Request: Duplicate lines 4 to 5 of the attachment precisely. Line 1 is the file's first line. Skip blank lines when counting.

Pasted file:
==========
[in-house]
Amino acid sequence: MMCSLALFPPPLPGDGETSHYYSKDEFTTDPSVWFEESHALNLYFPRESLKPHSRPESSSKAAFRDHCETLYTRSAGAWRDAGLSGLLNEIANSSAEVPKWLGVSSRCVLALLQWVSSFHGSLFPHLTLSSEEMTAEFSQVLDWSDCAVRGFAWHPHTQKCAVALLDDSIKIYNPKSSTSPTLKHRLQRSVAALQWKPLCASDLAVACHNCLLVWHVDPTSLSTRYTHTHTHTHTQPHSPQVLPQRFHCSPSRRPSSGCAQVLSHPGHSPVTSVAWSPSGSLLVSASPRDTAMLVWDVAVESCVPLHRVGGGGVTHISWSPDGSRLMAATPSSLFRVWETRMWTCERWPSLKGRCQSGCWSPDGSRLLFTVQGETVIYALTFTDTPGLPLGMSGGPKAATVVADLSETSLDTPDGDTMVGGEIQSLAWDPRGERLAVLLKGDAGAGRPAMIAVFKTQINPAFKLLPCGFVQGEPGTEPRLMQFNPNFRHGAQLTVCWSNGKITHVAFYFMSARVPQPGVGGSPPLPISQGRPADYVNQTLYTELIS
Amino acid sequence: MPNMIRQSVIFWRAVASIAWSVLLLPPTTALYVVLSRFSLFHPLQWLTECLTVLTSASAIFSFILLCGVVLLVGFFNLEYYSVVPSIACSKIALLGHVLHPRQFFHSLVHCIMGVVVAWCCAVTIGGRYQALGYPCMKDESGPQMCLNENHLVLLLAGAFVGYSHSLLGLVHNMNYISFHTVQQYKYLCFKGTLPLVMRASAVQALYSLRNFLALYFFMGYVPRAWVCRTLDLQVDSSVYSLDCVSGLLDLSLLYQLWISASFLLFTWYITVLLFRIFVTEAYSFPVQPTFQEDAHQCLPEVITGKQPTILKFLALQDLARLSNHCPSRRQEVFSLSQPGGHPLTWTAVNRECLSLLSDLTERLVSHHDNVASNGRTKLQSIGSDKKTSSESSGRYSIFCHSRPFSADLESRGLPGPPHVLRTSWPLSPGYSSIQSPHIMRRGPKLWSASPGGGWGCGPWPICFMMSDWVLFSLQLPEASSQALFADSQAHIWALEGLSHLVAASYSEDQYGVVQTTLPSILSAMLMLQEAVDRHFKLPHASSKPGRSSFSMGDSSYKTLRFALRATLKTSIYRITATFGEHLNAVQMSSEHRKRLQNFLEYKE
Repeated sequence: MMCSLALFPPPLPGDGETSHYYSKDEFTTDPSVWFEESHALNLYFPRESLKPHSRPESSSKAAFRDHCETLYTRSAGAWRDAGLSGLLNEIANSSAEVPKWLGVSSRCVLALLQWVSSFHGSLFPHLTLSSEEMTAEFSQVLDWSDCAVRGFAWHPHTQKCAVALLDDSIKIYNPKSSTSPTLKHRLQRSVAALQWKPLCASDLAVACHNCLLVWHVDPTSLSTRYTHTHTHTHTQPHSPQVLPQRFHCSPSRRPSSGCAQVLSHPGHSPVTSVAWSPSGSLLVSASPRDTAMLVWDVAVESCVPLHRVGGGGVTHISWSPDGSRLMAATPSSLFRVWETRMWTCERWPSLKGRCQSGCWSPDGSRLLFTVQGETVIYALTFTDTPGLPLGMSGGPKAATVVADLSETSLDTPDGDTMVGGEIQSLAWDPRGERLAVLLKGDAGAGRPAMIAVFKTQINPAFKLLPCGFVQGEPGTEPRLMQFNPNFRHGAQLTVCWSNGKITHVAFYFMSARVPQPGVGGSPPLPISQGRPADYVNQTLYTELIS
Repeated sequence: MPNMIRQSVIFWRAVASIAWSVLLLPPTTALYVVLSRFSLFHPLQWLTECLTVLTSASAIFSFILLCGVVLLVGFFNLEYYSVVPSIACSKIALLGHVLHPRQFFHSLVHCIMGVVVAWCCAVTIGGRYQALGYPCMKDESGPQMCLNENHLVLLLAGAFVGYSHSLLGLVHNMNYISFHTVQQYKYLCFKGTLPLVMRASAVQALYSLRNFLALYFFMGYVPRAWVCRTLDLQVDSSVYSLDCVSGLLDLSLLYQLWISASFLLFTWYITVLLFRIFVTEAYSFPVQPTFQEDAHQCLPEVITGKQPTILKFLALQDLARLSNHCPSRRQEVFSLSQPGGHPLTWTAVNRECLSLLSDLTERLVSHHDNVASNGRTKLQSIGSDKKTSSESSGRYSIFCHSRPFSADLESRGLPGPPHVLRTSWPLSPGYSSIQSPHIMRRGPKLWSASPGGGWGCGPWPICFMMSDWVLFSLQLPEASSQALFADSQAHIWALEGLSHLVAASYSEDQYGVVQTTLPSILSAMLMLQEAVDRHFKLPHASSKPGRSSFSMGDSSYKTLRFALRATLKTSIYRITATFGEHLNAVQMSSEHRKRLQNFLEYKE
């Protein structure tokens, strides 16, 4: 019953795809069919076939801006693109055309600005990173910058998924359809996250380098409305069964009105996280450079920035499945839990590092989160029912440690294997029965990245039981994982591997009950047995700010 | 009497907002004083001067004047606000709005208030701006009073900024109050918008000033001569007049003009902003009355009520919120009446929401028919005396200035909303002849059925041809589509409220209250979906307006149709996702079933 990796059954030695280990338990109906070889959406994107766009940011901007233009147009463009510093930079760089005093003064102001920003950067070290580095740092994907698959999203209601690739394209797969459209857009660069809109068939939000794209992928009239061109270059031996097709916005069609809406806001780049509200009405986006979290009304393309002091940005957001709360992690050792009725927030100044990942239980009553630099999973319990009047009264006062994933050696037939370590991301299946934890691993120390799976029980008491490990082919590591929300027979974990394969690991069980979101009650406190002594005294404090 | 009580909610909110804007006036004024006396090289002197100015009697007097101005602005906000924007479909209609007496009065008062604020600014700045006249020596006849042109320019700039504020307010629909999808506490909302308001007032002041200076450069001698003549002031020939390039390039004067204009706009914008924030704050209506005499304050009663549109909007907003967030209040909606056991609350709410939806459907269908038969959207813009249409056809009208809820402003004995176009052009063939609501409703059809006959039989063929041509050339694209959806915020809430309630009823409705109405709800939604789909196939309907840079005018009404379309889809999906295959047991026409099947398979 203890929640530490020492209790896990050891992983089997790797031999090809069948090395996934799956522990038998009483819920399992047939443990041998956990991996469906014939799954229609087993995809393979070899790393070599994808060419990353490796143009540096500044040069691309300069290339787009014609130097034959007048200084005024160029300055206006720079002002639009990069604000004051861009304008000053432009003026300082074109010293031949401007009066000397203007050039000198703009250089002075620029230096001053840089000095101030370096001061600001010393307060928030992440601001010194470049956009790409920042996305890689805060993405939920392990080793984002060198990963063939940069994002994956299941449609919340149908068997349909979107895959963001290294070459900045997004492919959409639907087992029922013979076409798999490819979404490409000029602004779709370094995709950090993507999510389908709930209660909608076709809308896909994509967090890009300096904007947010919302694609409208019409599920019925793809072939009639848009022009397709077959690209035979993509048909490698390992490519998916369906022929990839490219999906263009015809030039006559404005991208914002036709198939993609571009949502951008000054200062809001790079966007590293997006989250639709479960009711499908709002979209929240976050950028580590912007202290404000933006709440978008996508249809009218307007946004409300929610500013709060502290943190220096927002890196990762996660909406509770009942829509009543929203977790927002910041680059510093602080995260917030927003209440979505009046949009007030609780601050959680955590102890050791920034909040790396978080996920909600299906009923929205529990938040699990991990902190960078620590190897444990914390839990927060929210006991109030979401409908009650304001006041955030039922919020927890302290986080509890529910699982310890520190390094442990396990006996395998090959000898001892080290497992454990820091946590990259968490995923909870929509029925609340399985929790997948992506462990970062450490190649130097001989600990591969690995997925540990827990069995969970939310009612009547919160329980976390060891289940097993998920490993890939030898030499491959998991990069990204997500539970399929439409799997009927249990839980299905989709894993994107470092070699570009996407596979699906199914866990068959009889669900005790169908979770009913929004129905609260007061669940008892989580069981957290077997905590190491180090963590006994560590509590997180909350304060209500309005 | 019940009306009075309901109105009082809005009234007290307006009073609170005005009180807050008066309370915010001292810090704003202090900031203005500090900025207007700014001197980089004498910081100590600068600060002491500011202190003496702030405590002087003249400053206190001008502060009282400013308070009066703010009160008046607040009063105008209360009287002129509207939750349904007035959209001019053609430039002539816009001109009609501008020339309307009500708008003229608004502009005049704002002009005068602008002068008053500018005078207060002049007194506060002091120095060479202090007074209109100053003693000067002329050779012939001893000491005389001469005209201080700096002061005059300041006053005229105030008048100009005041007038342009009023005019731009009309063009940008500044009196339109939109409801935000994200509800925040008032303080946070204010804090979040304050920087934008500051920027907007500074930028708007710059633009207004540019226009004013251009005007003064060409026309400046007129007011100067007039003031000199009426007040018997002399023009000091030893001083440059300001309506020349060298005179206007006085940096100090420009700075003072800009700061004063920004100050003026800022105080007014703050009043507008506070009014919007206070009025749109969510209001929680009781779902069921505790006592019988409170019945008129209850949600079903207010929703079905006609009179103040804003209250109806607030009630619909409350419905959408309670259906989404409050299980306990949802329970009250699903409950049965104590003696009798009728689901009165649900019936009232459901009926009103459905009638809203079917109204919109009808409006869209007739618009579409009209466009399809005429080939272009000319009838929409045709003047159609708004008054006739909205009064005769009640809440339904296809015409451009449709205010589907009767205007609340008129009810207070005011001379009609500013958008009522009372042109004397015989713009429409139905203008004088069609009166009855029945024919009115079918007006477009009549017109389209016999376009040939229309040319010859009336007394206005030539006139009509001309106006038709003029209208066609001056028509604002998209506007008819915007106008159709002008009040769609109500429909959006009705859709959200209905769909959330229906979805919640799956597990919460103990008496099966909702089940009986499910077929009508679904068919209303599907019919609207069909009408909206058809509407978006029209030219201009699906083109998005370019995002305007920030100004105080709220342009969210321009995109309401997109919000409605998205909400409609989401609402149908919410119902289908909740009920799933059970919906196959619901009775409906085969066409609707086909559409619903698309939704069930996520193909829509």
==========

Repeated sequence: MMCSLALFPPPLPGDGETSHYYSKDEFTTDPSVWFEESHALNLYFPRESLKPHSRPESSSKAAFRDHCETLYTRSAGAWRDAGLSGLLNEIANSSAEVPKWLGVSSRCVLALLQWVSSFHGSLFPHLTLSSEEMTAEFSQVLDWSDCAVRGFAWHPHTQKCAVALLDDSIKIYNPKSSTSPTLKHRLQRSVAALQWKPLCASDLAVACHNCLLVWHVDPTSLSTRYTHTHTHTHTQPHSPQVLPQRFHCSPSRRPSSGCAQVLSHPGHSPVTSVAWSPSGSLLVSASPRDTAMLVWDVAVESCVPLHRVGGGGVTHISWSPDGSRLMAATPSSLFRVWETRMWTCERWPSLKGRCQSGCWSPDGSRLLFTVQGETVIYALTFTDTPGLPLGMSGGPKAATVVADLSETSLDTPDGDTMVGGEIQSLAWDPRGERLAVLLKGDAGAGRPAMIAVFKTQINPAFKLLPCGFVQGEPGTEPRLMQFNPNFRHGAQLTVCWSNGKITHVAFYFMSARVPQPGVGGSPPLPISQGRPADYVNQTLYTELIS
Repeated sequence: MPNMIRQSVIFWRAVASIAWSVLLLPPTTALYVVLSRFSLFHPLQWLTECLTVLTSASAIFSFILLCGVVLLVGFFNLEYYSVVPSIACSKIALLGHVLHPRQFFHSLVHCIMGVVVAWCCAVTIGGRYQALGYPCMKDESGPQMCLNENHLVLLLAGAFVGYSHSLLGLVHNMNYISFHTVQQYKYLCFKGTLPLVMRASAVQALYSLRNFLALYFFMGYVPRAWVCRTLDLQVDSSVYSLDCVSGLLDLSLLYQLWISASFLLFTWYITVLLFRIFVTEAYSFPVQPTFQEDAHQCLPEVITGKQPTILKFLALQDLARLSNHCPSRRQEVFSLSQPGGHPLTWTAVNRECLSLLSDLTERLVSHHDNVASNGRTKLQSIGSDKKTSSESSGRYSIFCHSRPFSADLESRGLPGPPHVLRTSWPLSPGYSSIQSPHIMRRGPKLWSASPGGGWGCGPWPICFMMSDWVLFSLQLPEASSQALFADSQAHIWALEGLSHLVAASYSEDQYGVVQTTLPSILSAMLMLQEAVDRHFKLPHASSKPGRSSFSMGDSSYKTLRFALRATLKTSIYRITATFGEHLNAVQMSSEHRKRLQNFLEYKE